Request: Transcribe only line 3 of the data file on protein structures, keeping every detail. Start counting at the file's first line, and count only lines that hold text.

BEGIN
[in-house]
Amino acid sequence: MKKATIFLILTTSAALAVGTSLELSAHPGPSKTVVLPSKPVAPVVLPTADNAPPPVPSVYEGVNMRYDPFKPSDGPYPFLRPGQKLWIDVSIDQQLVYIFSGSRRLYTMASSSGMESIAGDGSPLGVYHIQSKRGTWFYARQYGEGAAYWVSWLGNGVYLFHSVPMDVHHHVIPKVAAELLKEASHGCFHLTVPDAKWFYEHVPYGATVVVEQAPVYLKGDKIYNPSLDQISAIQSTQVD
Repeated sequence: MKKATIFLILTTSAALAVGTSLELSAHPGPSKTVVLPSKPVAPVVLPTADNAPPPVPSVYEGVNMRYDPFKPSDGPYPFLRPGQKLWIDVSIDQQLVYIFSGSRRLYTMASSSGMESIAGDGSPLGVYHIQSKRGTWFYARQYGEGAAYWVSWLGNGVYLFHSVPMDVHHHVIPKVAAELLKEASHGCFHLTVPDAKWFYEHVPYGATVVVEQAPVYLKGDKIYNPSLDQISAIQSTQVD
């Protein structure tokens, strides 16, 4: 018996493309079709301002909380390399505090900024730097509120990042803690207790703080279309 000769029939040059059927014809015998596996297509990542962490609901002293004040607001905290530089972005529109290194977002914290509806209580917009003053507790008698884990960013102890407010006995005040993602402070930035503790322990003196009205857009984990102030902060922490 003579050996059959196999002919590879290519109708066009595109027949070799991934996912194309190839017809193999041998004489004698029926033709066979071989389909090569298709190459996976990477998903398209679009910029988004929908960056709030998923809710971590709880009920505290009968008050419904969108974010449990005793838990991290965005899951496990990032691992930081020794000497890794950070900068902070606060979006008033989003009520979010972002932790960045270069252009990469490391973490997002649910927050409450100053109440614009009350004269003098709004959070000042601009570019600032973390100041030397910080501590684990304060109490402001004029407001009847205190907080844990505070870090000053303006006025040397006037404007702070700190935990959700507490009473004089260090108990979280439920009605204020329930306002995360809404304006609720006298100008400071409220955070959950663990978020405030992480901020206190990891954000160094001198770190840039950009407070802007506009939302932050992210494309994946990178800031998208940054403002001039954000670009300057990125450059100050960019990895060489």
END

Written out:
Repeated sequence: MKKATIFLILTTSAALAVGTSLELSAHPGPSKTVVLPSKPVAPVVLPTADNAPPPVPSVYEGVNMRYDPFKPSDGPYPFLRPGQKLWIDVSIDQQLVYIFSGSRRLYTMASSSGMESIAGDGSPLGVYHIQSKRGTWFYARQYGEGAAYWVSWLGNGVYLFHSVPMDVHHHVIPKVAAELLKEASHGCFHLTVPDAKWFYEHVPYGATVVVEQAPVYLKGDKIYNPSLDQISAIQSTQVD